The inaugural year of a north eastern NHS trust’s anti-smoking team has delivered promising results following a review from its Integrated Care System (ICS).
Conducted by North East and North Cumbria ICS, the evaluation looked at North Tees and Hartlepool NHS Foundation Trust’s tobacco dependency team, which provides any inpatient who is aiming to quit smoking with bespoke support and guidance.
The investigation found that, in its first year of work, the tobacco dependency team had saved 166 lives, created the equivalent of four spaces by reducing hospital readmissions, and achieved savings to the tune of almost £510,000, also by cutting hospital readmissions.
Marking her one year anniversary leading the team, the trust’s Tobacco Dependency Specialty Lead, Julie Bardsley, said: “This is brilliant news. Knowing we have helped save 166 lives is just incredible. I’m so proud of this team! I’m also thrilled to get this news on my anniversary in the job. We’re out and about on the wards, meeting patients and supporting them to quit.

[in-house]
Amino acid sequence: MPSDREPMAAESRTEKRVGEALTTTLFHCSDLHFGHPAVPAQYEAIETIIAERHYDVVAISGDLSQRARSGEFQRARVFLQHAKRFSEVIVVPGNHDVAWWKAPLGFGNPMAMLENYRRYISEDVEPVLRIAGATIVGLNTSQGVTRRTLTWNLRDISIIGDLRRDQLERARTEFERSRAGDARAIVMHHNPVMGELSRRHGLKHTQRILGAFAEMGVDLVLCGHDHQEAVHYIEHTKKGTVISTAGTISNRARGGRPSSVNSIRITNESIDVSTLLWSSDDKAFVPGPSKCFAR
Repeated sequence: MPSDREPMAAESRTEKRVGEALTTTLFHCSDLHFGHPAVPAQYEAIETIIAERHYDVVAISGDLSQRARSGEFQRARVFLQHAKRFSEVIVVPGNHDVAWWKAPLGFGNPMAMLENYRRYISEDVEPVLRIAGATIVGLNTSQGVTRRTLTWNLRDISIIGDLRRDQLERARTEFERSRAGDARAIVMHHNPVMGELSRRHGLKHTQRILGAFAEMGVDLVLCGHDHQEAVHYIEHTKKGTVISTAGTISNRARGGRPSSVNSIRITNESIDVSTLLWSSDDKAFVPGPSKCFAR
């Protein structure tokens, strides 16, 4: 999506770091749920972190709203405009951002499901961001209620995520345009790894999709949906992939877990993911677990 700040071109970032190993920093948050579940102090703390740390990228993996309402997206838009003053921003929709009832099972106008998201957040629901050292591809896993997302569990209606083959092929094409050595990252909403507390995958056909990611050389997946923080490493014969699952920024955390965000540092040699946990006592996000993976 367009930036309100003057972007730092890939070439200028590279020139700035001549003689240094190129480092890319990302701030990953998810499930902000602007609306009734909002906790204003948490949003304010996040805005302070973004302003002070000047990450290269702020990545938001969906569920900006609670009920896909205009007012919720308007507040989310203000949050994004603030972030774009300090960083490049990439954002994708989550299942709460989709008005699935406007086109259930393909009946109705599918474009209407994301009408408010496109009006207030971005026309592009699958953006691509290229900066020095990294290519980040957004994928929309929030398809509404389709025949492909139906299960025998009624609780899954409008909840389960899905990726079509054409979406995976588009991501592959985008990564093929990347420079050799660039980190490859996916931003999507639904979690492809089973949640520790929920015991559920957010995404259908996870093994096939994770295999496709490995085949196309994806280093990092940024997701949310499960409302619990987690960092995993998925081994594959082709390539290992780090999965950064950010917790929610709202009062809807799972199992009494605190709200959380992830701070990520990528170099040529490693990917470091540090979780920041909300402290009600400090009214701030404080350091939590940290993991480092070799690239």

“We provide nicotine replacement therapy to help manage cravings while they are in hospital and make sure that they have a supply to take home when they’re discharged. We work really closely with the medical teams to make sure everything we prescribe is compatible with any medication or treatment they are receiving.”
One of the key factors behind the team’s success is a commitment to not judging who they are helping, according to North Tees and Julie herself who added: “The absolute best way to help a smoker is to treat their addiction as a disease. That’s why having a clinical team in the hospital has proved so successful.
“We don’t criticise, we don’t look down on anyone, we just support.”